How to Demonstrate Your Support

This blog has a renewed sense of focus on change in the way structurally and culturally we combat abusive coaching. 

One of the things I have struggled with is that I know that some of the things I have written are not terribly effective for winning people over. As I wrote myself, shame doesn't really work, and when I tell other coaches and swimming people that being silent makes them complicit, I am aware that I am in fact shaming them.

That piercing comment has a different purpose than rallying people who have been passive on this issue. Instead I am echoing what I have heard from victims of abuse. Part of their story that I hear over and over again is the fact that many people had the ability to say or do the right thing to help them but did not. 

I am trying to communicate to them that I will not do the same, and also encouraging them to hold me accountable to that promise. It is an attempt to model behavior. Being consistent in that communication has led me into more conversations with victims of abuse. I have gained a better understanding of what they are up against.

We Want to Hear From Them

A legacy of Chuck Wielgus' morally bankrupt leadership is the way he set the tone for how we culturally responded to complaints of abuse. Wielgus, the most privileged person in swimming, was content to sit back and wait for victims to come to him.

This status quo is still echoed through USA Swimming's education material, which insanely still feature Susan Woessner lecturing you about reporting. 

The crucial step they are missing is sexual abuse victims face innumerable barriers to reporting what has been done to them. Beyond the real fear of local and national reprisal, they have had the experience of people who knew or who they told not helping them. 

Victims of abuse have to be convinced that speaking out will actually help them. That the person on the other end listening will fight for them. It remains to be seen whether the US Center for Safe Sport will establish itself in some publicly documented cases as one who will do as such. 

So What Can I Do?

In the meantime, there are concrete things you can do in your own little slice of the swimming world to push change forward. By far the easiest is by signing onto the petition I created a month ago.  If you consider yourself one of the "good people" of swimming, I highly recommend it. Here are a few suggestions:

1. Many coaches have asked me if they should make public statements or communications to their team regarding their positions on certain Safe Sport issues. 

My answer is absolutely yes. Do not assume that people know your positions if you have not communicated to them. You can do your team and everyone on it a huge favor by telling them what boundaries you have, especially if they go above and beyond the general recommendations USA Swimming has.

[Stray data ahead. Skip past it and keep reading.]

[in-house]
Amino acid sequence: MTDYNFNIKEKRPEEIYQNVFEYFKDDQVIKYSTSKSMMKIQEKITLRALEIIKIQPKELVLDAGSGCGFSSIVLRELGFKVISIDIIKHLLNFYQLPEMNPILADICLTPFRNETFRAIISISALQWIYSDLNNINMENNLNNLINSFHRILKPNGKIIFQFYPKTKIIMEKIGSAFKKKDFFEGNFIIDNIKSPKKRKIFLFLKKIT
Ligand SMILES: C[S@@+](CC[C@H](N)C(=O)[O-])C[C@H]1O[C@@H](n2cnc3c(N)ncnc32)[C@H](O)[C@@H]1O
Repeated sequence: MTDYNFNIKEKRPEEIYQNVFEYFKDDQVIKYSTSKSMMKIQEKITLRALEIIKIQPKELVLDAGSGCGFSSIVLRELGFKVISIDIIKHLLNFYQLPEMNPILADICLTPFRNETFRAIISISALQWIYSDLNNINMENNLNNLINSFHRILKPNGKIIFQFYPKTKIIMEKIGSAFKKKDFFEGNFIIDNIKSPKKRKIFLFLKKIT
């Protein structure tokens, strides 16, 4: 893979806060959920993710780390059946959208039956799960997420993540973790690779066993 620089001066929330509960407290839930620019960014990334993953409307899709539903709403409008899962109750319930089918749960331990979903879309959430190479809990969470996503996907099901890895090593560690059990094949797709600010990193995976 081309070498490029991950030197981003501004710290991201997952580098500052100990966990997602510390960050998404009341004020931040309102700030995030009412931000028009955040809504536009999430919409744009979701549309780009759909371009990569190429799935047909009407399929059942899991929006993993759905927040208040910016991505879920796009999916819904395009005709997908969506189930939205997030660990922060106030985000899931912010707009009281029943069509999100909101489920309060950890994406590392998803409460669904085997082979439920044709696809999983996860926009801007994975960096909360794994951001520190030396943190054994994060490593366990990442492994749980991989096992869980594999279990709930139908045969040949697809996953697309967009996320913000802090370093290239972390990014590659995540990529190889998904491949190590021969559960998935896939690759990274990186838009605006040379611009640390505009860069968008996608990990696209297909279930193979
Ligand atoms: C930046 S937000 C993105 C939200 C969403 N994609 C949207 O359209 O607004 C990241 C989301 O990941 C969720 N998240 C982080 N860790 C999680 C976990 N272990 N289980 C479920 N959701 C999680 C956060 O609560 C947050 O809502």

2. One coach (who I will eventually be including on a podcast to discuss this, among other things) had the very bright idea to engage someone in his local community that specializes in helping victims of abuse and trauma.

That person has been brought in to do an audit of the team, including confidential interviews with folks lower on the power totem pole than the head coach, and will recommend structural changes.

Again, this is a great option, if you are not hearing first hand from victims of abuse these second person specialists can be your best way to get started understanding the nature of the problem you want to prevent.

3. Remember that you have a platform, no matter who you are.

Some cranky people have decided to read my posts and guess that when I say "silence is complicity" I mean that everyone should be typing out 1000 word blog posts about abuse.

If you have a blog, I think you should, but thats not for all of us. But all of us have some platform, somewhere where people listen to us. And we can demonstrate in whatever way feels honest to us what we value through that platform.

Getting Comfortable

Finally, one of the barriers I have heard about endlessly is that "people aren't comfortable talking about this stuff".

That is true. But what if for one moment the leaders of our sport, instead of recommending that people break through the layer of discomfort that comes from one more rep of 100 yards, starting working instead on this layer.

What I've found from talking to people who have endured abuse, sexual and otherwise, is incredible inspiration. It's strange but, while talking to someone about terrible things that have happened to them definitely makes you feel sad, it can also light a fire under you. So, do what it takes to make that conversation possible.